47. That final trial was fought with all guns blazing on both sides. My judgment spiked those which H trained in support of his allegations of W's non-disclosure and dissipation. But W's shots fell wide of the mark she targeted of avoiding equal division of assets, and the inclusion of her inheritance. She had undoubtedly also at an earlier stage lied about her ownership of one of the inherited Italian properties. That is reflected in my award.

48. I conclude therefore that W should pay H's costs in the fixed sum of £150,000.

49. I add for the sake of completeness that I was invited to deal separately with costs reserved in November or December 2005 when W made but ultimately did not pursue an application designed to enable her to increase the mortgage on 22 S St. I do not have sufficient information to evaluate Mr Cayford's request that W should pay H's costs of that discrete application and I therefore make no separate order in respect of those costs.

50. I expected that I might receive submissions about the impact on costs of a flurry of revaluation activity the parties engaged in before, during and indeed after the final hearing. Neither counsel sought to rely save peripherally on these largely unproductive exercises as a factor for consideration. Perhaps that was because they took the view that neither party could achieve much mileage over the other. Whether or not that is a fair assumption, I agree with that conclusion.

Child periodical payments
51. As I have mentioned, there was since 2005 no serious dispute that £6,000 per annum per child (inflation-linked) was an acceptable amount of periodical payments for H to pay W towards their daughters' maintenance. The case proceeded before me on that basis, and each party affirmed their acceptance of that sum. At [72] of the main judgment I fixed on the figure of £7,500 per child. I was wrong to do so. My jurisdiction to make any order at that time arose solely because the parents consented. H had never consented to pay more than £6,000 index-linked. That will be the amount of the order, and it would be quite wrong of me to adjust the capital award to reflect the fact that, left to myself, I would have made a higher order. Nor would it be right now to adjust the capital order or to make some other provision to reflect the higher figure because the children are now resident abroad and the Child Support régime no longer inhibits the court's jurisdiction.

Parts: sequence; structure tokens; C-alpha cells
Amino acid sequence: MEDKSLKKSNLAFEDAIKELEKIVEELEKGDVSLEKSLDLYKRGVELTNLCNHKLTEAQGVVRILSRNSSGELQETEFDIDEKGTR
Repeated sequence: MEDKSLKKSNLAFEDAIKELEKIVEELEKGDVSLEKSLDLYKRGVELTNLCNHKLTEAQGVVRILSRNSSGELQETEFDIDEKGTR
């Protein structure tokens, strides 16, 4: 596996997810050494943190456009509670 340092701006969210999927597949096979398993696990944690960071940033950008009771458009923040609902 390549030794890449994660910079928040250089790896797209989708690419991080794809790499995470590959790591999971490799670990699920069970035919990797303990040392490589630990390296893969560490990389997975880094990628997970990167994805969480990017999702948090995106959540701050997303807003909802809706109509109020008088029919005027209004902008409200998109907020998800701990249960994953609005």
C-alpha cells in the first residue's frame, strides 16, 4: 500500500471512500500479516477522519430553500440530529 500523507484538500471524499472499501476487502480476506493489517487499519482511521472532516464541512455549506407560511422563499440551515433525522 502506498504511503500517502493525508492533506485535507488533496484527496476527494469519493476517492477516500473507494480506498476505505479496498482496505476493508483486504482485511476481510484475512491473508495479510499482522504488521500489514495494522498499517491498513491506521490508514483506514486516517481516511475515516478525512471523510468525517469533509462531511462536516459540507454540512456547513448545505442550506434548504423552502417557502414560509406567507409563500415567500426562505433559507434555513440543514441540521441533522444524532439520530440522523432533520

Remaining steps
52. In the light of this judgment there remain for consideration between the parties, and hopefully for agreement, the precise terms of the order, including as to the timing and method of payment. They will also have to consider where the costs of the costs application should fall, as to which for all I know there may be further Calderbank correspondence. To cover the eventuality that agreement cannot be reached a further hearing date before me should now be fixed, although I very much hope that the parties will not need to incur further costs in resolving these outstanding issues.